© 2020 Auto/Mate, Inc. All Rights Reserved.
By Ken Rock, Customer Care Manager, Auto/Mate
Many service managers approach management and process change with their own goals in mind. Whether you want more ROs or more labor hours per RO, it’s easy to focus on the results that you want, instead of on the results that the customer wants.
But in today’s customer-centric world, focusing on the customer should always be your top priority, and the top priority of every employee in your service department. After all, there’s a reason it’s called a “service department,” and not an “auto repair department.” The word “service” implies that you take care of your customers and put their best interests first.
Here are a few, basic daily best practices for building a customer-centric service business.
You can’t expect your employees to do or say something you haven’t trained them to do. As a manager, you need to set the example of what expected behavior looks like.
This starts with how you dress every morning. Does your service department have a formal dress code? If you want to be perceived as professional, you’ve got dress as a professional.
Make it clear to employees that the workplace is not an appropriate venue for personal drama. It doesn’t matter if someone’s going through a tough divorce or they got a speeding ticket on the way to work. Your employees’ problems are not your customers’ problems.
When doors open for business, all employees should be smiling and in a good mood—including you. Every day, no exceptions.
Every morning before the doors open, hold a brief meeting with advisors and the shop foreman. Discuss the day’s appointments, open ROs, shop capacity, how many techs are available and all the other things you normally discuss.
Then ask everyone how they plan to exceed your customers’ expectations, or make your customers happy today. If you fail to bring this up, the message to your employees is that your customers don’t matter. If you make this your top priority every day, your employees will too.
My favorite dealer I ever worked for had a saying. “You can’t do business sitting on your ass.” He even wore a button with the acronym YCDBSOYA.
If you’re a service manager or director, visit the customer waiting area at least once every day. Introduce yourself to the customers and sit with them for a few minutes. Ask about their experiences and what they think you can do better. Show you care and demonstrate that you’re approachable.
Share stories about your dealership, your employees and your involvement in the local community.
Do the same with your staff. Spend time every day getting to know them. Ask them how the equipment is operating. Ask if they have any concerns.
The closer you can get to your customers and your employees, the closer you will be to creating that utopian ideal where your dealership is the first place that people think of when something goes wrong with their vehicle.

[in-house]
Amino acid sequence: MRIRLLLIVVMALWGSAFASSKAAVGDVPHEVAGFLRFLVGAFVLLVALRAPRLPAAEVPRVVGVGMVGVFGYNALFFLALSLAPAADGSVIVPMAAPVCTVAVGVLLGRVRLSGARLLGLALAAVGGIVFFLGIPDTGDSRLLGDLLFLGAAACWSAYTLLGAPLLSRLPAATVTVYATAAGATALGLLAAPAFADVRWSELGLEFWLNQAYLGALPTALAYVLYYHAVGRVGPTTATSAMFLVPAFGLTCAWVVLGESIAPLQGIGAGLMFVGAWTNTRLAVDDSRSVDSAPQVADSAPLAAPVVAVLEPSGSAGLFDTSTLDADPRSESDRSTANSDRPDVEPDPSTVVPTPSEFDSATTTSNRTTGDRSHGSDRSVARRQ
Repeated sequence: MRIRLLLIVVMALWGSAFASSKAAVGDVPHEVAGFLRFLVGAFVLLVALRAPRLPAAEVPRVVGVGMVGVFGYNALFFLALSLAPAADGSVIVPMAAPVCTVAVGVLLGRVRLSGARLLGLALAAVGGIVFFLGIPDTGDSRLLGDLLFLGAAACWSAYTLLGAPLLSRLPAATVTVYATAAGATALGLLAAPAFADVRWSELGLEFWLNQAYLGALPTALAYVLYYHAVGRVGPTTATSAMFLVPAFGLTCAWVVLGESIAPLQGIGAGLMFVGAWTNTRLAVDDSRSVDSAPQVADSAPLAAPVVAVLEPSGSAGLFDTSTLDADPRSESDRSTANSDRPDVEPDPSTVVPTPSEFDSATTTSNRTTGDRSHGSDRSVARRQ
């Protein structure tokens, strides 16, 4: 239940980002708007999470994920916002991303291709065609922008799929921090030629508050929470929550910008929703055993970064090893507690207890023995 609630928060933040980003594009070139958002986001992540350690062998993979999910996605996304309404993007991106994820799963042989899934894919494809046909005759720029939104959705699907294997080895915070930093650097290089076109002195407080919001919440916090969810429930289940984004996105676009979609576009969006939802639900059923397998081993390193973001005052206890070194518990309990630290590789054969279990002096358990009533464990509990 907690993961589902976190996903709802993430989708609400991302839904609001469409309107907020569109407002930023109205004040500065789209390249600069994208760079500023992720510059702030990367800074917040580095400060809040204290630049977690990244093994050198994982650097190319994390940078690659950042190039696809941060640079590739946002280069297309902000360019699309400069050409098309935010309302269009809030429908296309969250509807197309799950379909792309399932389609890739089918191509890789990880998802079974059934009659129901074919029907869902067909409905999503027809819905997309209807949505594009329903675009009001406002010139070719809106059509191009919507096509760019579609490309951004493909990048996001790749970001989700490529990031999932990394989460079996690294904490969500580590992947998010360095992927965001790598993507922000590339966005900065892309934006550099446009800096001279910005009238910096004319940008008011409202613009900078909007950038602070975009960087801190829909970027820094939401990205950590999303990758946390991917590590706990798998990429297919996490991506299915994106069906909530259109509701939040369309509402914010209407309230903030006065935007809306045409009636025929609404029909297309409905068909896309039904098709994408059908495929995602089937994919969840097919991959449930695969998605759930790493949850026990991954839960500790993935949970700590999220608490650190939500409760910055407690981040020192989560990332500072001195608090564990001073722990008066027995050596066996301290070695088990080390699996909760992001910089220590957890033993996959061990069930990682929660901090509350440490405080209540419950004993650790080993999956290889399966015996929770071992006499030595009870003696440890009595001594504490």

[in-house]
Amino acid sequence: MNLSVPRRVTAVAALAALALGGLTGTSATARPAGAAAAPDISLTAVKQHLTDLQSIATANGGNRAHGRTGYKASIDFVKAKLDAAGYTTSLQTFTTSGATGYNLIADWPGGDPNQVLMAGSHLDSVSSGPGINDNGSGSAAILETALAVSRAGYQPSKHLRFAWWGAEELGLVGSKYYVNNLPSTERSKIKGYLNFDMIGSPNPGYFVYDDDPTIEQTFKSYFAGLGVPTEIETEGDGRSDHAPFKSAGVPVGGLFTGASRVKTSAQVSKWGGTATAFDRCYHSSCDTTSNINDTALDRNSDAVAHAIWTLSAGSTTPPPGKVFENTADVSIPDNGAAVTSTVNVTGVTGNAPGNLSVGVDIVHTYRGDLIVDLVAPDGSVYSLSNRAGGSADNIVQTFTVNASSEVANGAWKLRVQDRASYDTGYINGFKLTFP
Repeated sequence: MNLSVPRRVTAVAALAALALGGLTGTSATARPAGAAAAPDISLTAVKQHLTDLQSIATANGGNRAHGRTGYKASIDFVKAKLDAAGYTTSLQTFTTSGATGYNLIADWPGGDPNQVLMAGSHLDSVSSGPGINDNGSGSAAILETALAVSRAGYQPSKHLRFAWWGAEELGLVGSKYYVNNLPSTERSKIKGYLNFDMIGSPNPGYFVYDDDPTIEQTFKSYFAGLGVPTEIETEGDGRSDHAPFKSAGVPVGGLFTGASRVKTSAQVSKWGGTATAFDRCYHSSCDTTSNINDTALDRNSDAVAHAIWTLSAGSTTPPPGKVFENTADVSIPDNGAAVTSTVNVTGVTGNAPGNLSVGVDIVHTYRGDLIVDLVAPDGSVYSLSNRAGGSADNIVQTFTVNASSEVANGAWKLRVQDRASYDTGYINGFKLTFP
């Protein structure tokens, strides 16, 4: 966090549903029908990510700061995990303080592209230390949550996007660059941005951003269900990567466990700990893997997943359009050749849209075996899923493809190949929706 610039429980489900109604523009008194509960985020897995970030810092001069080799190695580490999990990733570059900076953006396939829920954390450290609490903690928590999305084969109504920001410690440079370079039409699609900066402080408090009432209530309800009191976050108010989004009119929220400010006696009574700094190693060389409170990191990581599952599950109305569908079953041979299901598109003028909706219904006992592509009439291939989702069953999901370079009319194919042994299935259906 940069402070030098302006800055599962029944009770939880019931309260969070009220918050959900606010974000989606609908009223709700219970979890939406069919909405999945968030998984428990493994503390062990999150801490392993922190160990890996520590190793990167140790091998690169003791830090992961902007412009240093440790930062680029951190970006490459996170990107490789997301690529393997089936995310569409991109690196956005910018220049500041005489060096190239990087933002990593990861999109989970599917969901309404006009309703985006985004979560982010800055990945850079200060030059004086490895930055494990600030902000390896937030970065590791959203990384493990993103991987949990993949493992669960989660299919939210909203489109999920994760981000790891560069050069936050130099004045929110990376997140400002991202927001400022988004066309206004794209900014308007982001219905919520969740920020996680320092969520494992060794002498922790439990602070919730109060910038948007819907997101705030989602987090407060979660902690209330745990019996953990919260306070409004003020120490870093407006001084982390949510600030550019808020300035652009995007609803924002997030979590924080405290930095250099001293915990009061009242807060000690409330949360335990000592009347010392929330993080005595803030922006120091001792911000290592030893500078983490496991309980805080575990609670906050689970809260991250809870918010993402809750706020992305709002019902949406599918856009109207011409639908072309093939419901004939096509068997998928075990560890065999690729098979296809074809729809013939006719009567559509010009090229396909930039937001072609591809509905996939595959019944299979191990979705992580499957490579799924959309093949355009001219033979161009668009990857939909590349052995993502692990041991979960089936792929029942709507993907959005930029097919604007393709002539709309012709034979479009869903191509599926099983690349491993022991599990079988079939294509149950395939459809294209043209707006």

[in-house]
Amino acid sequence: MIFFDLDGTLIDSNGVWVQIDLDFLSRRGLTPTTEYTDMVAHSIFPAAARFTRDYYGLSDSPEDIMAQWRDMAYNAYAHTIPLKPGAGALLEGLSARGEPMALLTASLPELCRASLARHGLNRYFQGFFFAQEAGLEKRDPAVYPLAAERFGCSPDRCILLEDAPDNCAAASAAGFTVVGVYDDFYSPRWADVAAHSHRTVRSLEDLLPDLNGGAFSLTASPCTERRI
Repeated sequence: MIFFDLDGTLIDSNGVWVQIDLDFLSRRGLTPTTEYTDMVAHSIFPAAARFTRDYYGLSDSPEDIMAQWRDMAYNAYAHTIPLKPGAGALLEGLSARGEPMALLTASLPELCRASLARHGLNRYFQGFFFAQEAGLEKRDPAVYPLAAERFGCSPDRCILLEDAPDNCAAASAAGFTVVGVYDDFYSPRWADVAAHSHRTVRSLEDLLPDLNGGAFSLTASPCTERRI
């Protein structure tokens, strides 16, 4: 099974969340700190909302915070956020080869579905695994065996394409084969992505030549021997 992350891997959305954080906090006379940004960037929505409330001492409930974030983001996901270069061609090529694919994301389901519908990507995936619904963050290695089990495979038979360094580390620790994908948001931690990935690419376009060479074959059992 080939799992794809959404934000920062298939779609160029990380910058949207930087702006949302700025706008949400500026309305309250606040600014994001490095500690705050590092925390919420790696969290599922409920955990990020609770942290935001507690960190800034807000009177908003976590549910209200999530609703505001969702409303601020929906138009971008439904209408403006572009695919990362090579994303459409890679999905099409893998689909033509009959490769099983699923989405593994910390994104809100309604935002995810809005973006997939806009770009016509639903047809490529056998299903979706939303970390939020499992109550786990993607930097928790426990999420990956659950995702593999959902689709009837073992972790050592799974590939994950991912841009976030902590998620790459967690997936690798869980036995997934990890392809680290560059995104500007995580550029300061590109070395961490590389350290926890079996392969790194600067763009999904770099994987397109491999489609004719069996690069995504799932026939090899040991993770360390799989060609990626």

Halfway through your day, have another quick meeting with the shop foreman and advisors. How is the day going? Do you need to call any customers to give them status updates? Do you have enough techs for the workload?
As a manager you can’t expect employees to always report problems. Often times they don’t, so it’s your job to find out what’s going on and act proactively so a small problem doesn’t develop into a bigger one.
What happens at lunchtime? In some dealerships, the shop virtually closes up at lunchtime. This is not a best practice for a good customer experience. When customers call or come in at lunchtime, what is their reception? Can they get questions answered quickly or do they have to wait until someone comes back from lunch?
If this is happening at your dealership, stagger lunches to ensure there’s always enough coverage.
Before you go home at night, do you check and inspect the general health of your service department?
First, view your service department from the customers’ perspective. Start with the bathrooms. Has cleanliness been kept up during the day or are the bathrooms dirty?
Is there trash lying around the customer waiting area? Are there unclaimed parts lying out in the open at the parts desk?
Keep your service department meticulously clean. A sloppy appearance breeds a sloppy mindset.
Review carryovers and workloads for the next day. Check to see if all customers have been called or texted. Even if a customer knows they’re not getting their vehicle back that day, make sure they get a daily update.
One of my favorite quotes is by Teddy Roosevelt: “Nothing in the world is worth having or worth doing unless it means effort, pain and difficulty.” If you’re a service manager and your goal is to grow service department revenue, something has to change.
Technology can help, but never forget that the ability to manage your employees, make the customer experience a priority and good, old-fashioned hard work are part of the equation.